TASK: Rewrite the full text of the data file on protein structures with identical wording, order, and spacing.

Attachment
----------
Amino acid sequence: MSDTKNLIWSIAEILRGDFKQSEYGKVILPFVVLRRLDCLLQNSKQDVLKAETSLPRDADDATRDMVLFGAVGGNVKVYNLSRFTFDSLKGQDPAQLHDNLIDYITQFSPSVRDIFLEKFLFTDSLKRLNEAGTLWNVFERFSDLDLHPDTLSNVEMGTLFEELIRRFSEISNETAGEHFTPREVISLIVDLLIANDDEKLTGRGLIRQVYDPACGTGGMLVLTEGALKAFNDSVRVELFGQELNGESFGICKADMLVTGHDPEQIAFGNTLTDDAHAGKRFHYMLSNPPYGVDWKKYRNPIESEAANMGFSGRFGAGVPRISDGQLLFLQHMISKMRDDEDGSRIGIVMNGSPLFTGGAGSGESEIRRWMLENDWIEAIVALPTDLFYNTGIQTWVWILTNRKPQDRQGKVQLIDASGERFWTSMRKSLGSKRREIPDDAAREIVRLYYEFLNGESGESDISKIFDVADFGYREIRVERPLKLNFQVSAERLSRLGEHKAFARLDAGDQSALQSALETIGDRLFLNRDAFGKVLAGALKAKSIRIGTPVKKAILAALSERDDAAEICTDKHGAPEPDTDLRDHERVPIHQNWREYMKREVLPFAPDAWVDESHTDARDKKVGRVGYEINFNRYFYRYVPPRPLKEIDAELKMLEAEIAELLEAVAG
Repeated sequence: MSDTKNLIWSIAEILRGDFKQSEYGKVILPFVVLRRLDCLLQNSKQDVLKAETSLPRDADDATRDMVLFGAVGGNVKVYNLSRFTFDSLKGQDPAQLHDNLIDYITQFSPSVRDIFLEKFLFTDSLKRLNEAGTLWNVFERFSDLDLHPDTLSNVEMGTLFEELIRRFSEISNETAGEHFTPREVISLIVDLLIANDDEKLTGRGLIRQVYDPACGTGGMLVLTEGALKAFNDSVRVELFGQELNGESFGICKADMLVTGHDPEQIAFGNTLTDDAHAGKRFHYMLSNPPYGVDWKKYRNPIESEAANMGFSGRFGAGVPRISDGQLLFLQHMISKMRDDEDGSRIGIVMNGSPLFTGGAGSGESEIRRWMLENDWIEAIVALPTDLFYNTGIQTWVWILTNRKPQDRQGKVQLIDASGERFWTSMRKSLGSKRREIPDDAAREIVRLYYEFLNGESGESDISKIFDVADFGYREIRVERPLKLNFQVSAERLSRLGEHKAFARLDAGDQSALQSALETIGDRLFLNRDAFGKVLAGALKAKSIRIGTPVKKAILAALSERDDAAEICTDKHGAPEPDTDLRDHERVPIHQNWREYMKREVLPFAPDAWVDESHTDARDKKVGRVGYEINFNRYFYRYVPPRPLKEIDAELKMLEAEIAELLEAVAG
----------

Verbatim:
Amino acid sequence: MSDTKNLIWSIAEILRGDFKQSEYGKVILPFVVLRRLDCLLQNSKQDVLKAETSLPRDADDATRDMVLFGAVGGNVKVYNLSRFTFDSLKGQDPAQLHDNLIDYITQFSPSVRDIFLEKFLFTDSLKRLNEAGTLWNVFERFSDLDLHPDTLSNVEMGTLFEELIRRFSEISNETAGEHFTPREVISLIVDLLIANDDEKLTGRGLIRQVYDPACGTGGMLVLTEGALKAFNDSVRVELFGQELNGESFGICKADMLVTGHDPEQIAFGNTLTDDAHAGKRFHYMLSNPPYGVDWKKYRNPIESEAANMGFSGRFGAGVPRISDGQLLFLQHMISKMRDDEDGSRIGIVMNGSPLFTGGAGSGESEIRRWMLENDWIEAIVALPTDLFYNTGIQTWVWILTNRKPQDRQGKVQLIDASGERFWTSMRKSLGSKRREIPDDAAREIVRLYYEFLNGESGESDISKIFDVADFGYREIRVERPLKLNFQVSAERLSRLGEHKAFARLDAGDQSALQSALETIGDRLFLNRDAFGKVLAGALKAKSIRIGTPVKKAILAALSERDDAAEICTDKHGAPEPDTDLRDHERVPIHQNWREYMKREVLPFAPDAWVDESHTDARDKKVGRVGYEINFNRYFYRYVPPRPLKEIDAELKMLEAEIAELLEAVAG
Repeated sequence: MSDTKNLIWSIAEILRGDFKQSEYGKVILPFVVLRRLDCLLQNSKQDVLKAETSLPRDADDATRDMVLFGAVGGNVKVYNLSRFTFDSLKGQDPAQLHDNLIDYITQFSPSVRDIFLEKFLFTDSLKRLNEAGTLWNVFERFSDLDLHPDTLSNVEMGTLFEELIRRFSEISNETAGEHFTPREVISLIVDLLIANDDEKLTGRGLIRQVYDPACGTGGMLVLTEGALKAFNDSVRVELFGQELNGESFGICKADMLVTGHDPEQIAFGNTLTDDAHAGKRFHYMLSNPPYGVDWKKYRNPIESEAANMGFSGRFGAGVPRISDGQLLFLQHMISKMRDDEDGSRIGIVMNGSPLFTGGAGSGESEIRRWMLENDWIEAIVALPTDLFYNTGIQTWVWILTNRKPQDRQGKVQLIDASGERFWTSMRKSLGSKRREIPDDAAREIVRLYYEFLNGESGESDISKIFDVADFGYREIRVERPLKLNFQVSAERLSRLGEHKAFARLDAGDQSALQSALETIGDRLFLNRDAFGKVLAGALKAKSIRIGTPVKKAILAALSERDDAAEICTDKHGAPEPDTDLRDHERVPIHQNWREYMKREVLPFAPDAWVDESHTDARDKKVGRVGYEINFNRYFYRYVPPRPLKEIDAELKMLEAEIAELLEAVAG